Anyway: Corbin Burnes, who is currently the best pitcher in the universe, spent much of his 2019 season backing up third base while on his own journey through all that. After a very promising debut in 2018, Burnes allowed 11 homers in four April starts, got moved to the bullpen, and did not really improve. Underlying metrics suggested he was a bit unlucky to finish with a league-worst 8.82 ERA in his 36 appearances, and he got plenty of strikeouts; it is, with sufficient hindsight, precisely the sort of alternately dazzling and frustrating season that a very good young pitcher might have immediately before figuring a bunch of important things out. During the truncated and unholy 2020 campaign, when Burnes pitched well enough to earn Cy Young votes, that hindsight started to come into focus. But also all kinds of weird things happened last year. The unprecedented brilliance of Burnes's first four starts in 2021, on the other hand, stand as proof that he has in fact figured out those important things, and suggest that he was figuring them out even when he was getting lit up in low-leverage relief outings not so long ago.
This is the benefit pitchers get when they are as good as Burnes has been. He has allowed just one run, a seventh-inning homer to Byron Buxton in his first start, in 24 1/3 innings; his ERA is 0.37, his WHIP is 0.33, and opposing batters are hitting .098 against him. He has struck out 40 hitters and walked none in those four games, which is something no starting pitcher has ever done in the history of the sport; only 10 of the 85 hitters he has faced have even gotten to a three-ball count against him, and six of those have struck out. I honestly could type this stuff all day.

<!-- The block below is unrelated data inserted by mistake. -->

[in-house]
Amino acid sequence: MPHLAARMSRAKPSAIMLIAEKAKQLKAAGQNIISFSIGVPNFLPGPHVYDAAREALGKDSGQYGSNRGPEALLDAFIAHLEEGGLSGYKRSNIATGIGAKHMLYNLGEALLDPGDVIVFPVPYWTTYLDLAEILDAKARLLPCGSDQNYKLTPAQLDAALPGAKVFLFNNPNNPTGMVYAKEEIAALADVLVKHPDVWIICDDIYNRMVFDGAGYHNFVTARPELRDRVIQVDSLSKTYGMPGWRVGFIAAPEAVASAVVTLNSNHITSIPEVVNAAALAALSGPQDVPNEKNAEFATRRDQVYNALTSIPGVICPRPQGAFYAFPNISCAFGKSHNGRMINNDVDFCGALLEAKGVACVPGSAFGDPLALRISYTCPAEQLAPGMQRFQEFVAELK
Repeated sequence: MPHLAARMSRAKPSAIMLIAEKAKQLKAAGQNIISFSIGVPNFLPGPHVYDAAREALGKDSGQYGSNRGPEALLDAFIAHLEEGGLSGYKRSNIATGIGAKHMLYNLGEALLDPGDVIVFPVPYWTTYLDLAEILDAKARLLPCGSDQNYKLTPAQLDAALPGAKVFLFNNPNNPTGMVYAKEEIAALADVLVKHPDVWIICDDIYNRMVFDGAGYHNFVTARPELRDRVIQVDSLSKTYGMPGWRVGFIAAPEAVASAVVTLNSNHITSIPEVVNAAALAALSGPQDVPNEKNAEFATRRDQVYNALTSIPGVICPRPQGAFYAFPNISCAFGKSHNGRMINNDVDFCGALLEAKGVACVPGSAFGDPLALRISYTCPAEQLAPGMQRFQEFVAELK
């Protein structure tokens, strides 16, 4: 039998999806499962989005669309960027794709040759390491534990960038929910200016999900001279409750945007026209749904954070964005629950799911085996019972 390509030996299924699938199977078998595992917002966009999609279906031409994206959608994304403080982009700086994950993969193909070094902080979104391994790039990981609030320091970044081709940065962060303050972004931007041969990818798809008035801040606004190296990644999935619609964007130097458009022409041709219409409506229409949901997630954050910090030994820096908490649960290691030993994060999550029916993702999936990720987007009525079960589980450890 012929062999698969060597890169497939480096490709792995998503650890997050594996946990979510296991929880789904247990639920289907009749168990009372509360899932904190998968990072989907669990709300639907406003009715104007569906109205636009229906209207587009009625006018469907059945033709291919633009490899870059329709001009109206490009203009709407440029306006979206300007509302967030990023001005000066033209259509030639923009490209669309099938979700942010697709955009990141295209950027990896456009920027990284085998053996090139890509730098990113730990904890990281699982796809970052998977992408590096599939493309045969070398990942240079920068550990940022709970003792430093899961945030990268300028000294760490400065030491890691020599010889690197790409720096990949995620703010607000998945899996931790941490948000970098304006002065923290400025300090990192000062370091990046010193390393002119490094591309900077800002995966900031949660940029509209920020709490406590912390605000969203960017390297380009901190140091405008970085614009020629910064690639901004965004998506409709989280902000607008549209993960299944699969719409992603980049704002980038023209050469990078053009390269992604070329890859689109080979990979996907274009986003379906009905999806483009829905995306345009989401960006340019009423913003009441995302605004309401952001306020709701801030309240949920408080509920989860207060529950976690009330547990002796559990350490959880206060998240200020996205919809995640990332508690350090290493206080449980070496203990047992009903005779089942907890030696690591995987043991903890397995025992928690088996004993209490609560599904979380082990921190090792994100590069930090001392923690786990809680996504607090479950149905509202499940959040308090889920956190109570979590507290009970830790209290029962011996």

As fun as those lopsided ratios and microscopic rate-stats are, though, and with all It Is Literally April caveats noted, they're not the most interesting stuff about Burnes's transformation from electric doubles-dispenser to vengeful deity. That magical leap was, unsurprisingly, the result of a great deal of experimentation and work, and also of removing everything that didn't work. (He also got Lasik, but the baseball stuff is more fun.) The most obvious of these technical refinements is that Burnes no longer works out of the full wind-up at all. "It was just more about trying to get my mechanics as repeatable as possible," Burnes told MLB.com's Adam McCalvy. "For me, the windup had lots of moving parts and a lot of things that made it tougher to kind of sync everything up. So that was kind of the easiest fix, is make everything as simple as possible."